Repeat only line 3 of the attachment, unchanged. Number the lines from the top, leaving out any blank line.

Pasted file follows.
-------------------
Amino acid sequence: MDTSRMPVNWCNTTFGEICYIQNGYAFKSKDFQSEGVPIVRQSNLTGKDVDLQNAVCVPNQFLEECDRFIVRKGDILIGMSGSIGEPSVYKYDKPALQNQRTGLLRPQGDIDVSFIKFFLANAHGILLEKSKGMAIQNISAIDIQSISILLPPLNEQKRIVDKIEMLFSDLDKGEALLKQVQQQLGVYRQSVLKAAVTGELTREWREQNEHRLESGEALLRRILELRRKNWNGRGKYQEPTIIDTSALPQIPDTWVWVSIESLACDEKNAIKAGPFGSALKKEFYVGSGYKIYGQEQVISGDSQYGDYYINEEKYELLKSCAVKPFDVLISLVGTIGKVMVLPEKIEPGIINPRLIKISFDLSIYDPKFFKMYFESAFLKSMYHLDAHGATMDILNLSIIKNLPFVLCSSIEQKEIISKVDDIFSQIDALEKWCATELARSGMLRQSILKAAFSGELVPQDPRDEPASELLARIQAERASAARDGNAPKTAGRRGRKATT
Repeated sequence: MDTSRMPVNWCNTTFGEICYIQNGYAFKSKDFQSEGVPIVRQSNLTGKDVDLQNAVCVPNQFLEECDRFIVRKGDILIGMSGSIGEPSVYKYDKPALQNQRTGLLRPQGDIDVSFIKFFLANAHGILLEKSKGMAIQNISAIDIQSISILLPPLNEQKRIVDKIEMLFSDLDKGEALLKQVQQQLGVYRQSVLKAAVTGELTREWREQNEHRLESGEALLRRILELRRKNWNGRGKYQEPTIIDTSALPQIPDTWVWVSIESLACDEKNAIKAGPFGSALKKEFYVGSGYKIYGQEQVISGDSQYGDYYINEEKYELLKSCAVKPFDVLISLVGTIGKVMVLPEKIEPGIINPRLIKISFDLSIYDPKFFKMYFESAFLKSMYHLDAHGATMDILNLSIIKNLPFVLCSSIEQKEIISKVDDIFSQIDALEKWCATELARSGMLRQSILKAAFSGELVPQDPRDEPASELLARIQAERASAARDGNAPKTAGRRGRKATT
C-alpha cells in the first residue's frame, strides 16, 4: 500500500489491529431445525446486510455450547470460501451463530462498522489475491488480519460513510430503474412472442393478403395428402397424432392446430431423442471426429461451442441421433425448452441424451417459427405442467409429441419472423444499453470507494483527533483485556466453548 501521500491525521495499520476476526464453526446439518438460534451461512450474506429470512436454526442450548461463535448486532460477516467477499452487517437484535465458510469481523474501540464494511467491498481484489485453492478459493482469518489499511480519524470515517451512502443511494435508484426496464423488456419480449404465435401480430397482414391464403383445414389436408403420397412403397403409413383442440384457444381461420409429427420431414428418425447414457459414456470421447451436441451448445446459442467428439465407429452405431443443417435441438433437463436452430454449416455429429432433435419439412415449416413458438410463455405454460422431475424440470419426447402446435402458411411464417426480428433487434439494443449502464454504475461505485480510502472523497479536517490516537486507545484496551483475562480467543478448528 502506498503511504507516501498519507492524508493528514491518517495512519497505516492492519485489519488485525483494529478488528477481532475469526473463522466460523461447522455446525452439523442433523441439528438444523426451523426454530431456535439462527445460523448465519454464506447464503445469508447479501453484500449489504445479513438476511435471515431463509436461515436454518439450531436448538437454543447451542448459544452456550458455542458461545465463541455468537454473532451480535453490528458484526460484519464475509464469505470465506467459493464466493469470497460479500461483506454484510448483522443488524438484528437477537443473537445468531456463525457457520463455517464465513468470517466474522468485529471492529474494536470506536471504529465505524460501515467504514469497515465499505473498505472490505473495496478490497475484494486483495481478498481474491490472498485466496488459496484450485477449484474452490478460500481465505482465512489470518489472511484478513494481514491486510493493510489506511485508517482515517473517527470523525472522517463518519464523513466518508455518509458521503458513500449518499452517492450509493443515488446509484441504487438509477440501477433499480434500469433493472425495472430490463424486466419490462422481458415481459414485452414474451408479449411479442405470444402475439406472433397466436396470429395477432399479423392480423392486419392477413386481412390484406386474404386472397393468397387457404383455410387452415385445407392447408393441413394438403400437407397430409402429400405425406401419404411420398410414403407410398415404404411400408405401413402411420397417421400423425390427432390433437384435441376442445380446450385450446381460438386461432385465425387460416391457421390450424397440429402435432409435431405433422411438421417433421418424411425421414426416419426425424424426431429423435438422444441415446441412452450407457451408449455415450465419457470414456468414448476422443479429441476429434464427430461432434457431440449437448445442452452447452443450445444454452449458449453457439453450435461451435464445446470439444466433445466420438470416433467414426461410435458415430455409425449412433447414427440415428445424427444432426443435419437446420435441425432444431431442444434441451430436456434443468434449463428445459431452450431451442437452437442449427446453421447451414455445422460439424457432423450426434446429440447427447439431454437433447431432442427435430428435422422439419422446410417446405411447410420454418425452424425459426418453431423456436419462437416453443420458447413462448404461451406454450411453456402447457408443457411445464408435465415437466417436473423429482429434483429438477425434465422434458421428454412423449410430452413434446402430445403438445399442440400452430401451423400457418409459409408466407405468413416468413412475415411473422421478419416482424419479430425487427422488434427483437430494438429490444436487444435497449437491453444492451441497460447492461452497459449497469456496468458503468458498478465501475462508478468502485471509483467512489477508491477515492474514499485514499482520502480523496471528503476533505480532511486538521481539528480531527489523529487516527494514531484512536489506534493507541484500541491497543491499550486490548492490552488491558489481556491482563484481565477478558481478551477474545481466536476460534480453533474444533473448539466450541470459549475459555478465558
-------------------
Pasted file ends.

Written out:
C-alpha cells in the first residue's frame, strides 16, 4: 500500500489491529431445525446486510455450547470460501451463530462498522489475491488480519460513510430503474412472442393478403395428402397424432392446430431423442471426429461451442441421433425448452441424451417459427405442467409429441419472423444499453470507494483527533483485556466453548 501521500491525521495499520476476526464453526446439518438460534451461512450474506429470512436454526442450548461463535448486532460477516467477499452487517437484535465458510469481523474501540464494511467491498481484489485453492478459493482469518489499511480519524470515517451512502443511494435508484426496464423488456419480449404465435401480430397482414391464403383445414389436408403420397412403397403409413383442440384457444381461420409429427420431414428418425447414457459414456470421447451436441451448445446459442467428439465407429452405431443443417435441438433437463436452430454449416455429429432433435419439412415449416413458438410463455405454460422431475424440470419426447402446435402458411411464417426480428433487434439494443449502464454504475461505485480510502472523497479536517490516537486507545484496551483475562480467543478448528 502506498503511504507516501498519507492524508493528514491518517495512519497505516492492519485489519488485525483494529478488528477481532475469526473463522466460523461447522455446525452439523442433523441439528438444523426451523426454530431456535439462527445460523448465519454464506447464503445469508447479501453484500449489504445479513438476511435471515431463509436461515436454518439450531436448538437454543447451542448459544452456550458455542458461545465463541455468537454473532451480535453490528458484526460484519464475509464469505470465506467459493464466493469470497460479500461483506454484510448483522443488524438484528437477537443473537445468531456463525457457520463455517464465513468470517466474522468485529471492529474494536470506536471504529465505524460501515467504514469497515465499505473498505472490505473495496478490497475484494486483495481478498481474491490472498485466496488459496484450485477449484474452490478460500481465505482465512489470518489472511484478513494481514491486510493493510489506511485508517482515517473517527470523525472522517463518519464523513466518508455518509458521503458513500449518499452517492450509493443515488446509484441504487438509477440501477433499480434500469433493472425495472430490463424486466419490462422481458415481459414485452414474451408479449411479442405470444402475439406472433397466436396470429395477432399479423392480423392486419392477413386481412390484406386474404386472397393468397387457404383455410387452415385445407392447408393441413394438403400437407397430409402429400405425406401419404411420398410414403407410398415404404411400408405401413402411420397417421400423425390427432390433437384435441376442445380446450385450446381460438386461432385465425387460416391457421390450424397440429402435432409435431405433422411438421417433421418424411425421414426416419426425424424426431429423435438422444441415446441412452450407457451408449455415450465419457470414456468414448476422443479429441476429434464427430461432434457431440449437448445442452452447452443450445444454452449458449453457439453450435461451435464445446470439444466433445466420438470416433467414426461410435458415430455409425449412433447414427440415428445424427444432426443435419437446420435441425432444431431442444434441451430436456434443468434449463428445459431452450431451442437452437442449427446453421447451414455445422460439424457432423450426434446429440447427447439431454437433447431432442427435430428435422422439419422446410417446405411447410420454418425452424425459426418453431423456436419462437416453443420458447413462448404461451406454450411453456402447457408443457411445464408435465415437466417436473423429482429434483429438477425434465422434458421428454412423449410430452413434446402430445403438445399442440400452430401451423400457418409459409408466407405468413416468413412475415411473422421478419416482424419479430425487427422488434427483437430494438429490444436487444435497449437491453444492451441497460447492461452497459449497469456496468458503468458498478465501475462508478468502485471509483467512489477508491477515492474514499485514499482520502480523496471528503476533505480532511486538521481539528480531527489523529487516527494514531484512536489506534493507541484500541491497543491499550486490548492490552488491558489481556491482563484481565477478558481478551477474545481466536476460534480453533474444533473448539466450541470459549475459555478465558